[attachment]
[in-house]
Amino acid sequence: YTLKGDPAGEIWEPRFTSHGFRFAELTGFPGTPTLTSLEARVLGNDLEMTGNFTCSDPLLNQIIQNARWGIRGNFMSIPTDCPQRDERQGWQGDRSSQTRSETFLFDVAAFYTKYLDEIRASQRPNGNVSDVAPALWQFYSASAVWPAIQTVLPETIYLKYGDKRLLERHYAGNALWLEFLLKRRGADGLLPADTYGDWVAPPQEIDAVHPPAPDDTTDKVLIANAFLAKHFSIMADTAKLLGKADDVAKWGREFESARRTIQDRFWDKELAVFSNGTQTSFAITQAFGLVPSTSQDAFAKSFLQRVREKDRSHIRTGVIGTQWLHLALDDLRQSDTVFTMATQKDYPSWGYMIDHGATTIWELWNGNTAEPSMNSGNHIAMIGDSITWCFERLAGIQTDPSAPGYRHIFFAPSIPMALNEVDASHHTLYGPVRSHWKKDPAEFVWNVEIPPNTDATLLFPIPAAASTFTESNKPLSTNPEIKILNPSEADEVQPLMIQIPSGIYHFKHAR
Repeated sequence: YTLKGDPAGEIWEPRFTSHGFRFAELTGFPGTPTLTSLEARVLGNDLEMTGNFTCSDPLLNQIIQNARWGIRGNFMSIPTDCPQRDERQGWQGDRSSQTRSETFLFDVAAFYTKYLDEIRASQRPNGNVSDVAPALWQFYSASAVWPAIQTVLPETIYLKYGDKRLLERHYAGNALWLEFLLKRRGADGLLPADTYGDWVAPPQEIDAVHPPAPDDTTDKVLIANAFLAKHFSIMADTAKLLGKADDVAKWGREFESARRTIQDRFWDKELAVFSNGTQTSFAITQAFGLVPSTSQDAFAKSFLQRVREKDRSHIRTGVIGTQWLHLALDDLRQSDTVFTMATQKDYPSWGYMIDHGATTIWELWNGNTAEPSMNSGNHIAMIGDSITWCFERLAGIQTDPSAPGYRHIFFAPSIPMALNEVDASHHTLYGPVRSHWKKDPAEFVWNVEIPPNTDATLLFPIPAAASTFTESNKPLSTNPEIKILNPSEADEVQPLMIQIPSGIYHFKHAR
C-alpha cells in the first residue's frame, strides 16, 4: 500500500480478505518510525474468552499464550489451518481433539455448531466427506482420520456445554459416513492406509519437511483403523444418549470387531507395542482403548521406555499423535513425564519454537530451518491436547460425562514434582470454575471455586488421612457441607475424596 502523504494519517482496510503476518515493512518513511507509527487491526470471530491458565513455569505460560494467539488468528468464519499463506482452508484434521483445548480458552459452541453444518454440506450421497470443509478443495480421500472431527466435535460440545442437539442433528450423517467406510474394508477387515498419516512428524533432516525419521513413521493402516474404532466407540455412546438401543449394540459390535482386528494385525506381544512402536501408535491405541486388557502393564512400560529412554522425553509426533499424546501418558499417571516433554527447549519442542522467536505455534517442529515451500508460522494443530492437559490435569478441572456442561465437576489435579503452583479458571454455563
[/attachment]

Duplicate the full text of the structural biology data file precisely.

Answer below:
[in-house]
Amino acid sequence: YTLKGDPAGEIWEPRFTSHGFRFAELTGFPGTPTLTSLEARVLGNDLEMTGNFTCSDPLLNQIIQNARWGIRGNFMSIPTDCPQRDERQGWQGDRSSQTRSETFLFDVAAFYTKYLDEIRASQRPNGNVSDVAPALWQFYSASAVWPAIQTVLPETIYLKYGDKRLLERHYAGNALWLEFLLKRRGADGLLPADTYGDWVAPPQEIDAVHPPAPDDTTDKVLIANAFLAKHFSIMADTAKLLGKADDVAKWGREFESARRTIQDRFWDKELAVFSNGTQTSFAITQAFGLVPSTSQDAFAKSFLQRVREKDRSHIRTGVIGTQWLHLALDDLRQSDTVFTMATQKDYPSWGYMIDHGATTIWELWNGNTAEPSMNSGNHIAMIGDSITWCFERLAGIQTDPSAPGYRHIFFAPSIPMALNEVDASHHTLYGPVRSHWKKDPAEFVWNVEIPPNTDATLLFPIPAAASTFTESNKPLSTNPEIKILNPSEADEVQPLMIQIPSGIYHFKHAR
Repeated sequence: YTLKGDPAGEIWEPRFTSHGFRFAELTGFPGTPTLTSLEARVLGNDLEMTGNFTCSDPLLNQIIQNARWGIRGNFMSIPTDCPQRDERQGWQGDRSSQTRSETFLFDVAAFYTKYLDEIRASQRPNGNVSDVAPALWQFYSASAVWPAIQTVLPETIYLKYGDKRLLERHYAGNALWLEFLLKRRGADGLLPADTYGDWVAPPQEIDAVHPPAPDDTTDKVLIANAFLAKHFSIMADTAKLLGKADDVAKWGREFESARRTIQDRFWDKELAVFSNGTQTSFAITQAFGLVPSTSQDAFAKSFLQRVREKDRSHIRTGVIGTQWLHLALDDLRQSDTVFTMATQKDYPSWGYMIDHGATTIWELWNGNTAEPSMNSGNHIAMIGDSITWCFERLAGIQTDPSAPGYRHIFFAPSIPMALNEVDASHHTLYGPVRSHWKKDPAEFVWNVEIPPNTDATLLFPIPAAASTFTESNKPLSTNPEIKILNPSEADEVQPLMIQIPSGIYHFKHAR
C-alpha cells in the first residue's frame, strides 16, 4: 500500500480478505518510525474468552499464550489451518481433539455448531466427506482420520456445554459416513492406509519437511483403523444418549470387531507395542482403548521406555499423535513425564519454537530451518491436547460425562514434582470454575471455586488421612457441607475424596 502523504494519517482496510503476518515493512518513511507509527487491526470471530491458565513455569505460560494467539488468528468464519499463506482452508484434521483445548480458552459452541453444518454440506450421497470443509478443495480421500472431527466435535460440545442437539442433528450423517467406510474394508477387515498419516512428524533432516525419521513413521493402516474404532466407540455412546438401543449394540459390535482386528494385525506381544512402536501408535491405541486388557502393564512400560529412554522425553509426533499424546501418558499417571516433554527447549519442542522467536505455534517442529515451500508460522494443530492437559490435569478441572456442561465437576489435579503452583479458571454455563